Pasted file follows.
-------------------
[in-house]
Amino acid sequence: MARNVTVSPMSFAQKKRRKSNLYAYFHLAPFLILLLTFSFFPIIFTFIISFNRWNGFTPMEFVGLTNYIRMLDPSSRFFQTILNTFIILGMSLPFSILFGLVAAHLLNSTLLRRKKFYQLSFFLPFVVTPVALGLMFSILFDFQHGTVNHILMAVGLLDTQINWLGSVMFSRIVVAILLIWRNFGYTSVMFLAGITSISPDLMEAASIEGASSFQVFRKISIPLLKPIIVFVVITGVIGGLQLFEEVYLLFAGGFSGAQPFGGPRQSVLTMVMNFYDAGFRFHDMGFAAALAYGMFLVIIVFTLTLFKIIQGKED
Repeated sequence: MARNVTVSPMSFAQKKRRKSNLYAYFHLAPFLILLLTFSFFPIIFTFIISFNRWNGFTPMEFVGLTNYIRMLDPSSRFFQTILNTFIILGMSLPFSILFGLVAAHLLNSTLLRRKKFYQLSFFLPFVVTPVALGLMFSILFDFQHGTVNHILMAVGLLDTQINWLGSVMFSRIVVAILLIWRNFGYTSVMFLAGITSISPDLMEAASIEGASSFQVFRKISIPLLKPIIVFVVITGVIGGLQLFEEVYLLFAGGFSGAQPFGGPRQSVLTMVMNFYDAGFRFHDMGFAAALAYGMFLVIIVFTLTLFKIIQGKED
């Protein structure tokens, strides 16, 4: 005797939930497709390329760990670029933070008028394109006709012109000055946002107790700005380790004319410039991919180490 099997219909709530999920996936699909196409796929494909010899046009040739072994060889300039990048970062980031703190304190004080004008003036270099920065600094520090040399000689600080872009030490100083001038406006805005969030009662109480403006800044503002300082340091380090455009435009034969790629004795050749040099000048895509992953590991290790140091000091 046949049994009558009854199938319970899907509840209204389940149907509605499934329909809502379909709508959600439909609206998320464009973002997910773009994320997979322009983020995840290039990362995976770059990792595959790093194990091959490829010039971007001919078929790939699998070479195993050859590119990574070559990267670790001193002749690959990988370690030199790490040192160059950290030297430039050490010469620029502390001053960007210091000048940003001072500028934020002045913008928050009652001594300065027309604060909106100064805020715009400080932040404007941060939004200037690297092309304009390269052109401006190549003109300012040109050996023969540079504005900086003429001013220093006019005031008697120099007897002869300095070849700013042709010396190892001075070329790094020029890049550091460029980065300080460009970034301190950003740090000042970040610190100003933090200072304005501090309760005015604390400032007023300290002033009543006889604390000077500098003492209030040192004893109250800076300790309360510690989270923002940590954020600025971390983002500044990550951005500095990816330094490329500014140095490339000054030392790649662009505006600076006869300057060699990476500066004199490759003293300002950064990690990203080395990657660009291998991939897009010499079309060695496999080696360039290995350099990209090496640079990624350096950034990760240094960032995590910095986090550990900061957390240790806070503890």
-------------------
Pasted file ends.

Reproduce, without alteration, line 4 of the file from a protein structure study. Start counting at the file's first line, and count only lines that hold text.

């Protein structure tokens, strides 16, 4: 005797939930497709390329760990670029933070008028394109006709012109000055946002107790700005380790004319410039991919180490 099997219909709530999920996936699909196409796929494909010899046009040739072994060889300039990048970062980031703190304190004080004008003036270099920065600094520090040399000689600080872009030490100083001038406006805005969030009662109480403006800044503002300082340091380090455009435009034969790629004795050749040099000048895509992953590991290790140091000091 046949049994009558009854199938319970899907509840209204389940149907509605499934329909809502379909709508959600439909609206998320464009973002997910773009994320997979322009983020995840290039990362995976770059990792595959790093194990091959490829010039971007001919078929790939699998070479195993050859590119990574070559990267670790001193002749690959990988370690030199790490040192160059950290030297430039050490010469620029502390001053960007210091000048940003001072500028934020002045913008928050009652001594300065027309604060909106100064805020715009400080932040404007941060939004200037690297092309304009390269052109401006190549003109300012040109050996023969540079504005900086003429001013220093006019005031008697120099007897002869300095070849700013042709010396190892001075070329790094020029890049550091460029980065300080460009970034301190950003740090000042970040610190100003933090200072304005501090309760005015604390400032007023300290002033009543006889604390000077500098003492209030040192004893109250800076300790309360510690989270923002940590954020600025971390983002500044990550951005500095990816330094490329500014140095490339000054030392790649662009505006600076006869300057060699990476500066004199490759003293300002950064990690990203080395990657660009291998991939897009010499079309060695496999080696360039290995350099990209090496640079990624350096950034990760240094960032995590910095986090550990900061957390240790806070503890």